Changes in the Responsiveness of Parabrachial Neurons in the Arthritic Rat:
An Electrophysiological Study.
MATSUMOTO, N., H. BESTER, L., MENENDEZ, J.M. BESSON AND J. F. BERNARD.
Unit[acute]e de Recherches de Physiopharmacologie du Syst[grave]eme Nerveux
INSERM ? U ? 161 and EPHE, 2 rue d'Al[acute]esia, F-75014 Paris, France.
APStracts 3:0162N, 1996.
SUMMARY AND CONCLUSIONS
1. Rats rendered polyarthritic by injection of Mycobacterium butyricum into
the tail were used as a model for the study of "chronic pain". In such rats,
anaesthetised with halothane in a nitrous oxide/oxygen mixture, spontaneous
activity and responses of parabrachial (PB) neurons to somatic stimulations
were studied in comparison to those in a control group of healthy animals
processed under the same experimental conditions. 2. The size of the somatic
receptive field of PB neurons was similar in both arthritic and control
groups. In the control group 13%, 55% and 32% of the receptive fields were
small, medium and large, respectively. Similarly, in the arthritic group, 10%,
60% and 30% of the receptive fields were small, medium and large,
respectively. 3. The spontaneous activity was significantly (p ? < ? 0.001)
increased in the arthritic rats (0.1 ? < ? 3 ? < ? 16 ? Hz, n ? = ? 31; 10th ?
percentile < median < 90th percentile) in comparison with the healthy rats
(0.03 ? < ? 0.3 ? < ? 5 ? Hz, n ? = ? 22). 4. The sensitivity to mechanical
stimuli was markedly increased in arthritic as compared to healthy rats: (i)
although PB neurons in normal rats never responded to innocuous stimuli,
several PB neurons in arthritic rats responded to touch and/or joint movement;
(ii) the mean mechanical threshold decreased from 15.8 ? N/cm 2 in normal rats
to 5.9 ? N/cm 2 in arthritic rats; (iii) the mean pressure evoking 50% of the
maximum response (p 50 ) decreased from 34 ? N/cm 2 in normal rats to 21 ?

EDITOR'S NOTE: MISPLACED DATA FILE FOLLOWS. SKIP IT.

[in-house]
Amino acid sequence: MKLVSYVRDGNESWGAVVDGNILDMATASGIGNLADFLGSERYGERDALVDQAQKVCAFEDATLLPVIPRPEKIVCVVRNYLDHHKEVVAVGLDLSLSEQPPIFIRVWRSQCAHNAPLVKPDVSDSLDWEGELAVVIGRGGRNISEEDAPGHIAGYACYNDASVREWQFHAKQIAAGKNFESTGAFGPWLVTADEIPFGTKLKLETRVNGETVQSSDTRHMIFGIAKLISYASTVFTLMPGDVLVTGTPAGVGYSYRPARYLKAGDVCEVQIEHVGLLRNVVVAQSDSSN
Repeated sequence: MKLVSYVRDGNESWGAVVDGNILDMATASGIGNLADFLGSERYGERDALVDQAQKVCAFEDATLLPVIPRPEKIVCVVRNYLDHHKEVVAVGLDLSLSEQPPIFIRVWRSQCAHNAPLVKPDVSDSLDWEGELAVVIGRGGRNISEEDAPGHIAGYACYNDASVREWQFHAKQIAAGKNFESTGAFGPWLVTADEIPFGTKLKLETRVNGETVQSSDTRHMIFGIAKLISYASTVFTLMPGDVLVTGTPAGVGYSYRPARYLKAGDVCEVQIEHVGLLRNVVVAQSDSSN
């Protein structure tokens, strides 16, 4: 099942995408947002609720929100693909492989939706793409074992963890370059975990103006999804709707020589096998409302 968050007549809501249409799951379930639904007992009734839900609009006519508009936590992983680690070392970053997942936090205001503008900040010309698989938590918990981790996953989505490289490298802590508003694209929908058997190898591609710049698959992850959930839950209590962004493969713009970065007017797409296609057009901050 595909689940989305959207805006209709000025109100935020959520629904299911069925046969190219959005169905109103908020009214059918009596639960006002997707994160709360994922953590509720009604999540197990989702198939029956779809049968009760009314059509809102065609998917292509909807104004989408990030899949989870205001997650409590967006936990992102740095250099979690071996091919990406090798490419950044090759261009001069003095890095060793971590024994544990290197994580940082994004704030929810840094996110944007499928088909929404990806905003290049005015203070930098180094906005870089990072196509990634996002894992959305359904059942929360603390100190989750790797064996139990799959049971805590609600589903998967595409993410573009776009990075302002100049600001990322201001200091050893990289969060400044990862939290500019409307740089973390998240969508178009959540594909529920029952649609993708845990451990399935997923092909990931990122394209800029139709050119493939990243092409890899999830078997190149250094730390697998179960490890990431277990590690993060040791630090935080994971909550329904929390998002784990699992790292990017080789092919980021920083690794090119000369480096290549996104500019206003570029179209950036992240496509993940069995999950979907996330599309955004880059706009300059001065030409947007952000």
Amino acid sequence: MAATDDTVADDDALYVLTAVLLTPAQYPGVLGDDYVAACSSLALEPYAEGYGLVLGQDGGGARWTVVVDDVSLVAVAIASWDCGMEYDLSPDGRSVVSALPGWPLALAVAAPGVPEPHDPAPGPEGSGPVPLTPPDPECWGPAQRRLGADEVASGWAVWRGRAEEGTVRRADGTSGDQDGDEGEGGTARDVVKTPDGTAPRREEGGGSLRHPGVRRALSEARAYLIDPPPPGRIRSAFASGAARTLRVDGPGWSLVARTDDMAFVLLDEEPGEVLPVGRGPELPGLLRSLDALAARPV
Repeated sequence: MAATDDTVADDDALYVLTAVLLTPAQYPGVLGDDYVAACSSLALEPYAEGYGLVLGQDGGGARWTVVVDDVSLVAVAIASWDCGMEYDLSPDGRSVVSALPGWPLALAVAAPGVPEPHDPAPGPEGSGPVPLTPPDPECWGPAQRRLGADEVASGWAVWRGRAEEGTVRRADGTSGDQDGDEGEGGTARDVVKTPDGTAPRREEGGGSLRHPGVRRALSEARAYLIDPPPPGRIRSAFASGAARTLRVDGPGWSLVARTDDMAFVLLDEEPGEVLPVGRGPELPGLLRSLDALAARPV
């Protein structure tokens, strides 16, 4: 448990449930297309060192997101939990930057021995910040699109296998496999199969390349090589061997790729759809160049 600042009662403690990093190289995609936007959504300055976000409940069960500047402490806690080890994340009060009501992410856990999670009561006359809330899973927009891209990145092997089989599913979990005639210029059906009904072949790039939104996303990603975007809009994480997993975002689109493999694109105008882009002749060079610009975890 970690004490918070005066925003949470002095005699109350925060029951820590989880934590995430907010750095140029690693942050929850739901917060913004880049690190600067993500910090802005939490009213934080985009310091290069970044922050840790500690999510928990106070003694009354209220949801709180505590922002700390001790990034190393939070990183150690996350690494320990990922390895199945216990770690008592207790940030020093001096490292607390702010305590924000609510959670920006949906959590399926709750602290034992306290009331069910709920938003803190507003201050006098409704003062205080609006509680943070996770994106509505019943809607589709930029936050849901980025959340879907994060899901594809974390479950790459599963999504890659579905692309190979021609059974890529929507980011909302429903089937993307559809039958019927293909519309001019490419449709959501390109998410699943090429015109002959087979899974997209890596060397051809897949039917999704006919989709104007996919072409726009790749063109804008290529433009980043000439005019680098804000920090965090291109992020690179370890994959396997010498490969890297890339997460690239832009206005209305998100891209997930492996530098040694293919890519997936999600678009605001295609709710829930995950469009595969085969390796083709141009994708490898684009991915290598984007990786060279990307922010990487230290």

N/cm 2 in arthritic rats; and (iv) the intensity of the maximum response
increased from 15.7 ? Hz in normal rats to 26.3 ? Hz in arthritic rats. 5. The
mechanical encoding properties were clearly modified in arthritic rats as
compared to healthy rats. In this latter group, the PB neurons exhibited a
clear capacity to encode mechanical stimuli in the noxious range: 1) the
stimulus-response curves were always positive and monotonic until 48 ? N/cm 2
; 2) the slope of the mean curve increased progressively from 2 ? to ? 8 ?
N/cm 2 , before reaching a roughly linear maximum for a wide range of pressure
(8 ? - ? 64 ? N/cm 2 ) and plateauing beyond. In the arthritic rat, the PB
neurons also encoded mechanical stimuli, but clearly from a lower pressure
range: the slope of the mean curve was maximum and remained steep from the
lowest pressure tested (1 N/cm 2 ) up to 16 N/cm 2 , afterwards, the slope
decreased progressively from 16 to 64 N/cm 2 , before plateauing. 6. The
sensitivity to heat stimuli was only weakly modified. The thermal threshold
was weakly, but significantly, increased from 44C in the normal rat to 45.8 C
in the arthritic rat. Other parameters for thermal modality were not changed,
with the mean stimulus-response curves being similar in both arthritic and
normal groups. 7. In conclusion, these experiments demonstrate that the
activity of PB neurons is clearly changed in arthritic rats. These changes are
reminiscent of some behavioural and electrophysiological modifications
observed during arthritis. Considering the current literature, it is
hypothesised that the PB relay could be responsible, at least in part, for
several affective-emotional, behaviour, autonomic and energy metabolism
changes observed in arthritic rats.
Received 20 February 1996; accepted in final form 7 August 1996.
APS Manuscript Number J127-6.
Article publication pending J. Neurophysiol.
ISSN 1080-4757 Copyright 1996 The American Physiological Society.
Published in APStracts on 29 August 1996